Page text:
"Among children less than five years of age in the U.S. who are hospitalised due to rotavirus symptoms, approximately one in five is younger than six months of age," said Barbara Howe, M.D., Vice President and Director, North American Vaccine Development, GlaxoSmithKline. "With only two doses, Rotarix allows infants to complete the vaccination series against rotavirus earlier than ever before, which may prevent many of the emergency department visits and hospitalizations that are a burden on families and the healthcare system."
Not only does Rotarix confer protection at an early age, but clinical trials have shown that protection is broad and sustained. Rotarix is indicated for the prevention of rotavirus gastroenteritis caused by G1 and non-G1 types (G3, G4, and G9) when administered as a two-dose series in infants and children. Clinical data published on the two-dose series of Rotarix show that protection was sustained through the first two years of life and was highly efficacious against rotavirus hospitalizations (96%) and severe rotavirus gastroenteritis (90%). In addition, Rotarix was effective against rotavirus gastroenteritis of any severity (79%). Specifically, significant protection was demonstrated against severe rotavirus gastroenteritis during two rotavirus seasons caused by types G1 (96%), G2 (86%), G3 (94%), G4 (95%), and G9 (85%), the most commonly circulating rotavirus types in the U.S.
"Studies have shown that naturally occurring rotavirus infection protects against subsequent moderate to severe rotavirus gastroenteritis regardless of the infecting serotype," David I. Bernstein, M.D., M.A., Director, Infectious Diseases; Gamble Program at Cincinnati Children's Hospital Medical Center. "Rotarix was developed to mimic natural infection and to protect against rotavirus gastroenteritis without regard to serotype."
The FDA's approval of Rotarix was based on one of the largest clinical development plans undertaken by a vaccine manufacturer and includes data from nearly 75,000 infants. These clinical trials were conducted in the Americas, Europe, Asia and Africa and reflect an ethnically diverse population.
The CDC Advisory Committee on Immunization Practices, the American Academy of Pediatrics, and the American Academy of Family Physicians recommend that infants receive routine rotavirus vaccination in order to prevent rotavirus gastroenteritis. Rotarix will be commercially available in the U.S. in the second half of 2008.
Rotarix is an oral live-attenuated human rotavirus vaccine licensed in more than 100 countries around the world. More than 25 million doses of Rotarix have been distributed worldwide. The vaccine was developed for the prevention of rotavirus gastroenteritis by mimicking the protective effects of natural human rotavirus infection. Naturally occurring human rotavirus infection provides significant protection against subsequent moderate to severe rotavirus gastroenteritis regardless of the infecting serotype(s). Five phase III clinical trials were conducted worldwide to assess the safety and efficacy of Rotarix in support of U.S. licensure. The biological license application for Rotarix is based on one of the largest clinical development plans undertaken by a vaccine manufacturer and includes data from nearly 75,000 infants. The clinical trials conducted in support of U.S. licensure demonstrated efficacy against rotavirus gastroenteritis of any severity due to the most common currently circulating rotavirus types in the U.S. In clinical studies, common adverse events were fussiness/irritability, cough/runny nose, fever, loss of appetite, and vomiting. Rotarix is contraindicated in certain individuals with a history of uncorrected congenital malformation of the gastrointestinal tract.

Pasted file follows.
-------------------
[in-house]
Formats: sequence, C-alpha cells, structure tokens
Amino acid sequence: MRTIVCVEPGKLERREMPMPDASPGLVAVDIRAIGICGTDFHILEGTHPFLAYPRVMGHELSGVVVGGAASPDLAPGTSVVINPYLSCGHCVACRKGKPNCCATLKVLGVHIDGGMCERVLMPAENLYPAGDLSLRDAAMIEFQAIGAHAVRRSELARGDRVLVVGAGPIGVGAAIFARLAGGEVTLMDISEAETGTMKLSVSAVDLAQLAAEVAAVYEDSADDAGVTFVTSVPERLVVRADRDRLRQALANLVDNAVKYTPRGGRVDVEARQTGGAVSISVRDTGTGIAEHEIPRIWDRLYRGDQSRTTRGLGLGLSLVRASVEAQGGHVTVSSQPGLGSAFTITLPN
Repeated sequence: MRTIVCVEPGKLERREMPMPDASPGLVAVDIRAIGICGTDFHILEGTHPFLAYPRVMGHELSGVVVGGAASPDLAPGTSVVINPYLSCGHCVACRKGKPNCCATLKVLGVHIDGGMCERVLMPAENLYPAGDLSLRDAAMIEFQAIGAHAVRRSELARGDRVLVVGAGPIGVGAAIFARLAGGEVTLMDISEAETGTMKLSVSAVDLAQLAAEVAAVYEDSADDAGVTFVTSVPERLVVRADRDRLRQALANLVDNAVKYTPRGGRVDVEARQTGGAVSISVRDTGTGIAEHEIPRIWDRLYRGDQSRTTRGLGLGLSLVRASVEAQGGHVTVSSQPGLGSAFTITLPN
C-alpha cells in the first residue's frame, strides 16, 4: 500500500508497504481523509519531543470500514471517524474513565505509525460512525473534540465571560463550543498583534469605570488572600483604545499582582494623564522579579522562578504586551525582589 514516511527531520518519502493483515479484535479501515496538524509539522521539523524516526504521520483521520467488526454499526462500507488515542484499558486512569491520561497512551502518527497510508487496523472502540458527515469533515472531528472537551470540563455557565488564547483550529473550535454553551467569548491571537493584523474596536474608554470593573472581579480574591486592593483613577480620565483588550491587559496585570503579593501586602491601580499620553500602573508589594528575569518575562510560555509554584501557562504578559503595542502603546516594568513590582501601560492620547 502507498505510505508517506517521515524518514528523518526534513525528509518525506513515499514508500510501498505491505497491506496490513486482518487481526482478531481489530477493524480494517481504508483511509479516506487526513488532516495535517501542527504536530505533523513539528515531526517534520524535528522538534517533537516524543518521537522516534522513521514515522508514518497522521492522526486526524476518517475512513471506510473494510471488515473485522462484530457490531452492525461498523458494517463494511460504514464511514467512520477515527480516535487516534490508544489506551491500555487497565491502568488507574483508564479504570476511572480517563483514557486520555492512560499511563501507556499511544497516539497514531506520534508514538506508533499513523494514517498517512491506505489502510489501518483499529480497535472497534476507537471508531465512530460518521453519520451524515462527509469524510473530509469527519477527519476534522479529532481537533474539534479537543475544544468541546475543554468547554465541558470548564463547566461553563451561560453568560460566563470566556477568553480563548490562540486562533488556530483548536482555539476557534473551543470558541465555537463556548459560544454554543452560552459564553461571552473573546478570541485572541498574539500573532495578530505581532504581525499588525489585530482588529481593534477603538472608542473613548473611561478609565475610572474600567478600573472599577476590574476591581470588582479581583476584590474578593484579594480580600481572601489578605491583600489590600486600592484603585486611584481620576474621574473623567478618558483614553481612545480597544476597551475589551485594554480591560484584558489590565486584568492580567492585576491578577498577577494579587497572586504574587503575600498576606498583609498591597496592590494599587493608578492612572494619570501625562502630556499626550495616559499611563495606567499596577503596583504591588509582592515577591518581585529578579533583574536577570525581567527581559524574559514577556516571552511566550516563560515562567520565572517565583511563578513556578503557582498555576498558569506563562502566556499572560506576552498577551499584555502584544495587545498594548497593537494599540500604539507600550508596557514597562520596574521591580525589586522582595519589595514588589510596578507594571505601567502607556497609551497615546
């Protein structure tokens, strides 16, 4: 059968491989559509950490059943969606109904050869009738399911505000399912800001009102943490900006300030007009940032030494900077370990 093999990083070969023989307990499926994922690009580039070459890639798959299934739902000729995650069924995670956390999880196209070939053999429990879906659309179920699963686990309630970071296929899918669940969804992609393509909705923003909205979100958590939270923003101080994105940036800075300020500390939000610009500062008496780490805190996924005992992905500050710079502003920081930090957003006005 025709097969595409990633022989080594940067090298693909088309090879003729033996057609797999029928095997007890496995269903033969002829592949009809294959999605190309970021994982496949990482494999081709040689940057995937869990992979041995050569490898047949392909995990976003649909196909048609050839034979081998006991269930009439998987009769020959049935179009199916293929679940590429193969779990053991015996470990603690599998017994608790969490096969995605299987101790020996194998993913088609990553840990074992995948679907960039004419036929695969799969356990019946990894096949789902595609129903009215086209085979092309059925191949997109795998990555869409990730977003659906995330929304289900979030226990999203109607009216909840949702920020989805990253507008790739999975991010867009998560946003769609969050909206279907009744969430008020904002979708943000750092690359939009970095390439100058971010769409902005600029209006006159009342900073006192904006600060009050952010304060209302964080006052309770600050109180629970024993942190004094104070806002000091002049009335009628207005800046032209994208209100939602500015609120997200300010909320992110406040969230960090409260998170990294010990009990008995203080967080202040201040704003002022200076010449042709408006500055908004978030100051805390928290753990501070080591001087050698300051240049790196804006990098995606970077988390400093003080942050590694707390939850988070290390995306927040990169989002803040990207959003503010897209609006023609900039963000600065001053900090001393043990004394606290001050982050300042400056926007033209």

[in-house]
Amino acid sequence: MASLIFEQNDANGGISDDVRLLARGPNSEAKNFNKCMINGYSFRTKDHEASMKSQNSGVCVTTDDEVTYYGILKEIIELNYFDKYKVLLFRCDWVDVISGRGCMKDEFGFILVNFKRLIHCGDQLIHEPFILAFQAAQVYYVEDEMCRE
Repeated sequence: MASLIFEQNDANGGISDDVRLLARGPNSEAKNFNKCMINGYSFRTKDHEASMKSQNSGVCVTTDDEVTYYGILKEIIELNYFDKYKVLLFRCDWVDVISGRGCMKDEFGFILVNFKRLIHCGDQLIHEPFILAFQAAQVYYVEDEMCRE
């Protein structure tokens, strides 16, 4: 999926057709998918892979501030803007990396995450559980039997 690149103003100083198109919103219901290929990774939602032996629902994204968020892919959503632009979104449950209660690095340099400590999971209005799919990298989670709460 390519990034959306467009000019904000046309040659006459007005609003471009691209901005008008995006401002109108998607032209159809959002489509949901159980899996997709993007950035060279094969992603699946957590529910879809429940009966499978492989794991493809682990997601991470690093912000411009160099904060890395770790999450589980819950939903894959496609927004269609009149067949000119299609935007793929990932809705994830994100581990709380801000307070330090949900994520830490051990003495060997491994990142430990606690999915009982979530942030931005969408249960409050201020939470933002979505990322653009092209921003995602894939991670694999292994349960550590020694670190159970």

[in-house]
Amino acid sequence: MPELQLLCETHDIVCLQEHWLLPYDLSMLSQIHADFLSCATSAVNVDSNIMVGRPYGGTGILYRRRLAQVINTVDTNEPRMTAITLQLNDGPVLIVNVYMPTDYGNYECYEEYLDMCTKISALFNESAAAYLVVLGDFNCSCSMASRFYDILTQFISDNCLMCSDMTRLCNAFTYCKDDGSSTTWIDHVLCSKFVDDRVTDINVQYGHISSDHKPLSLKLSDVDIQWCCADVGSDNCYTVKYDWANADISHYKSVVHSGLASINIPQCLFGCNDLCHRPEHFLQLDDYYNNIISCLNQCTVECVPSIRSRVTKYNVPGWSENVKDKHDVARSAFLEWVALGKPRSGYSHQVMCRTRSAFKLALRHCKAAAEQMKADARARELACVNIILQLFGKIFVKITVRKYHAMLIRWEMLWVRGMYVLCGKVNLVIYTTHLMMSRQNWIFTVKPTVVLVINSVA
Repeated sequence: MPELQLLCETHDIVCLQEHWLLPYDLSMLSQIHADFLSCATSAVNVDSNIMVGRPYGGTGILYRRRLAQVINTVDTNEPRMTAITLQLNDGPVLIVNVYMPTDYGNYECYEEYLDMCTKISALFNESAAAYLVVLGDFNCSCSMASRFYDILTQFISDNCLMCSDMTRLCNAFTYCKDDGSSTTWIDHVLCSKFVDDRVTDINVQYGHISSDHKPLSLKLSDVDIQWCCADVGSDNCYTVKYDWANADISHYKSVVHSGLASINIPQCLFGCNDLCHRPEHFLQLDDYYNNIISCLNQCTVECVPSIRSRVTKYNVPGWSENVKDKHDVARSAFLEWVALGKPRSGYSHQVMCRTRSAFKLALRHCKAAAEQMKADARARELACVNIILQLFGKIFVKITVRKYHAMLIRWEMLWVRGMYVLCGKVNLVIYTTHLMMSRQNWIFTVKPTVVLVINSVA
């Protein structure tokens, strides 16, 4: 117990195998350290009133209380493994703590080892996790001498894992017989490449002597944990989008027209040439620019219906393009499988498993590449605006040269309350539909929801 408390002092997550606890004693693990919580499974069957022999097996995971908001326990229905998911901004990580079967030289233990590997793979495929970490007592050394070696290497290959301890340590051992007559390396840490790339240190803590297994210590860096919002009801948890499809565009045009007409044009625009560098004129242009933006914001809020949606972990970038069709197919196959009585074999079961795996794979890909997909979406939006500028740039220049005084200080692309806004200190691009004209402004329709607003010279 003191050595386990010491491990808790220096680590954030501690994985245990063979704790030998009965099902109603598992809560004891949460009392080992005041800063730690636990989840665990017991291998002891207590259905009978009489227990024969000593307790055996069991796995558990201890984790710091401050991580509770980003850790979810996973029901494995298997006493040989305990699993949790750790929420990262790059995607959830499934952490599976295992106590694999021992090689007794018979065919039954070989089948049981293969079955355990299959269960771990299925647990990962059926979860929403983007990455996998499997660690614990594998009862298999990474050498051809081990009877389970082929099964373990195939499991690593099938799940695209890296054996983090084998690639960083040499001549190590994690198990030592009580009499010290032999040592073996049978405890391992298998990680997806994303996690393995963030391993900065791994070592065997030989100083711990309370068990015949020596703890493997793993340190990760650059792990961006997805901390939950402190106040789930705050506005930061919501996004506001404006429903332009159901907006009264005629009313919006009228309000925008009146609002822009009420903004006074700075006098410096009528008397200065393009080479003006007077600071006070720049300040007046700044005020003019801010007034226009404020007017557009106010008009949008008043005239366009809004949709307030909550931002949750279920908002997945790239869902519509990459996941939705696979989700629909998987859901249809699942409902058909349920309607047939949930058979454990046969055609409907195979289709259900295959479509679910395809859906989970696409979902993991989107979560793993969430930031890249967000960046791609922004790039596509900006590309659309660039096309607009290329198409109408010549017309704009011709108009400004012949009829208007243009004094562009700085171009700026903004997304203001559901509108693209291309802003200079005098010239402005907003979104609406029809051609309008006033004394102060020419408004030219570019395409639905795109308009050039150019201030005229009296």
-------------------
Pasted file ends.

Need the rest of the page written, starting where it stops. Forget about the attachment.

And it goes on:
Rotavirus infects virtually every child worldwide by age five and is the leading cause of severe gastroenteritis in infants and young children in the U.S. and worldwide. Severe, dehydrating gastroenteritis can occur as young as three months of age. In the U.S. each year, 2.7 million children younger than five years of age suffer from rotavirus disease, resulting in 410,000 clinic visits and up to 272,000 emergency department visits. In addition, between 55,000 and 70,000 children are hospitalised and 20 to 60 die each year. In the U.S., the rotavirus season typically begins in the southwest during November-December and spreads to the northeast by April-May.
GlaxoSmithKline: A leader in vaccines
GlaxoSmithKline, with U.S. operations in Philadelphia, PA, and Research Triangle Park, NC, is one of the worldâs leading research-based pharmaceutical and healthcare companies and is committed to improving the quality of human life by enabling people to do more, feel better and live longer.
GlaxoSmithKline Biologicals (GSK Biologicals) is a global vaccine company which has shown to be a leader in innovation. The company is active in the fields of vaccine research, development and production with over 30 vaccines approved for marketing and 20 more in development. Headquartered in Belgium, GSK Biologicals has 14 manufacturing sites strategically positioned around the globe. In 2007 GSK Biologicals distributed 1.1 billion doses of vaccines to 169 countries in both developed and the developing world - an average of 3 million doses a day.
GSK Biologicals employs over 9,000 people worldwide including more than 1,600 passionate scientists engaged in research aimed at discovering innovative vaccines that contribute to the health and well-being of people of all generations around the world.
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